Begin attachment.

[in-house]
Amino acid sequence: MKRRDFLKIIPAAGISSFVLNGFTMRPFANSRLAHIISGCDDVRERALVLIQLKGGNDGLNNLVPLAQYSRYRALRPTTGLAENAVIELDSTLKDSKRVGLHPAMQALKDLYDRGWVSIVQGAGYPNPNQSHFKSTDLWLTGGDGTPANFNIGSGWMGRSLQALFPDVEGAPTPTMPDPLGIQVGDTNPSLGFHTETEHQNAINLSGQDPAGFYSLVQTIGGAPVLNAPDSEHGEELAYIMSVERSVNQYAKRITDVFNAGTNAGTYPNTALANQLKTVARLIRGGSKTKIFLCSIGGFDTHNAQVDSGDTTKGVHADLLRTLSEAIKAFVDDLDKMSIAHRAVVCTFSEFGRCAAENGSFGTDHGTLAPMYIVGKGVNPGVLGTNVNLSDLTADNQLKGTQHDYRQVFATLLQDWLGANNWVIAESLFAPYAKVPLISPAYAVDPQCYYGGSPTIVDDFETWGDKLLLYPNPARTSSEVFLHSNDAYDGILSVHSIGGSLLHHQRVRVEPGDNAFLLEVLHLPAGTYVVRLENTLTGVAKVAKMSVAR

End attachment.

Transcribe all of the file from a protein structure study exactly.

[in-house]
Amino acid sequence: MKRRDFLKIIPAAGISSFVLNGFTMRPFANSRLAHIISGCDDVRERALVLIQLKGGNDGLNNLVPLAQYSRYRALRPTTGLAENAVIELDSTLKDSKRVGLHPAMQALKDLYDRGWVSIVQGAGYPNPNQSHFKSTDLWLTGGDGTPANFNIGSGWMGRSLQALFPDVEGAPTPTMPDPLGIQVGDTNPSLGFHTETEHQNAINLSGQDPAGFYSLVQTIGGAPVLNAPDSEHGEELAYIMSVERSVNQYAKRITDVFNAGTNAGTYPNTALANQLKTVARLIRGGSKTKIFLCSIGGFDTHNAQVDSGDTTKGVHADLLRTLSEAIKAFVDDLDKMSIAHRAVVCTFSEFGRCAAENGSFGTDHGTLAPMYIVGKGVNPGVLGTNVNLSDLTADNQLKGTQHDYRQVFATLLQDWLGANNWVIAESLFAPYAKVPLISPAYAVDPQCYYGGSPTIVDDFETWGDKLLLYPNPARTSSEVFLHSNDAYDGILSVHSIGGSLLHHQRVRVEPGDNAFLLEVLHLPAGTYVVRLENTLTGVAKVAKMSVAR